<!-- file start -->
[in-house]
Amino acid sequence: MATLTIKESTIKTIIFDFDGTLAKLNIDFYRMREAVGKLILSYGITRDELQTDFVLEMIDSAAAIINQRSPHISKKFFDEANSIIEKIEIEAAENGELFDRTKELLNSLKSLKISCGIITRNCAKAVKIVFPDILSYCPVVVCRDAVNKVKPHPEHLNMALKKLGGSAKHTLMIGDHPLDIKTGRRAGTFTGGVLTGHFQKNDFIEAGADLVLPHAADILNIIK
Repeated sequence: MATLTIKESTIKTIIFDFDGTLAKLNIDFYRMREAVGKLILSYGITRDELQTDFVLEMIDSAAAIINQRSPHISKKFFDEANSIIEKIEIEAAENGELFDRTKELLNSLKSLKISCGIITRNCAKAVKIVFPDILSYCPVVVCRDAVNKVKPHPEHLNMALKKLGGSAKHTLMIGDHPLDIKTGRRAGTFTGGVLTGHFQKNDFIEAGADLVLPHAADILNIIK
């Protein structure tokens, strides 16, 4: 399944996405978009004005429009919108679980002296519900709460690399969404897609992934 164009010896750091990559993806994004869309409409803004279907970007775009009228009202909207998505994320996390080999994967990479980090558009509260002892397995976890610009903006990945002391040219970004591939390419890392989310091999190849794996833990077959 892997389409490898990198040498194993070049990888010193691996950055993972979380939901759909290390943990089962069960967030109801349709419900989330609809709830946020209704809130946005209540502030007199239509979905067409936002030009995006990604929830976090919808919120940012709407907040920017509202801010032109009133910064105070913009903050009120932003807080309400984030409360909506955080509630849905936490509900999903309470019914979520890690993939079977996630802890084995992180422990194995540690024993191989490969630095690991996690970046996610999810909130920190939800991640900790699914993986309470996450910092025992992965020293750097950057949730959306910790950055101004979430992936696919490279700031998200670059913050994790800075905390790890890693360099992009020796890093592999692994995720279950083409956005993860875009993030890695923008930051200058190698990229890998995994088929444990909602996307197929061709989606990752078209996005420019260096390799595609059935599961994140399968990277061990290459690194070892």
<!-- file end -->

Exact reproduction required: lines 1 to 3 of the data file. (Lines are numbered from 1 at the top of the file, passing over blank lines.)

[in-house]
Amino acid sequence: MATLTIKESTIKTIIFDFDGTLAKLNIDFYRMREAVGKLILSYGITRDELQTDFVLEMIDSAAAIINQRSPHISKKFFDEANSIIEKIEIEAAENGELFDRTKELLNSLKSLKISCGIITRNCAKAVKIVFPDILSYCPVVVCRDAVNKVKPHPEHLNMALKKLGGSAKHTLMIGDHPLDIKTGRRAGTFTGGVLTGHFQKNDFIEAGADLVLPHAADILNIIK
Repeated sequence: MATLTIKESTIKTIIFDFDGTLAKLNIDFYRMREAVGKLILSYGITRDELQTDFVLEMIDSAAAIINQRSPHISKKFFDEANSIIEKIEIEAAENGELFDRTKELLNSLKSLKISCGIITRNCAKAVKIVFPDILSYCPVVVCRDAVNKVKPHPEHLNMALKKLGGSAKHTLMIGDHPLDIKTGRRAGTFTGGVLTGHFQKNDFIEAGADLVLPHAADILNIIK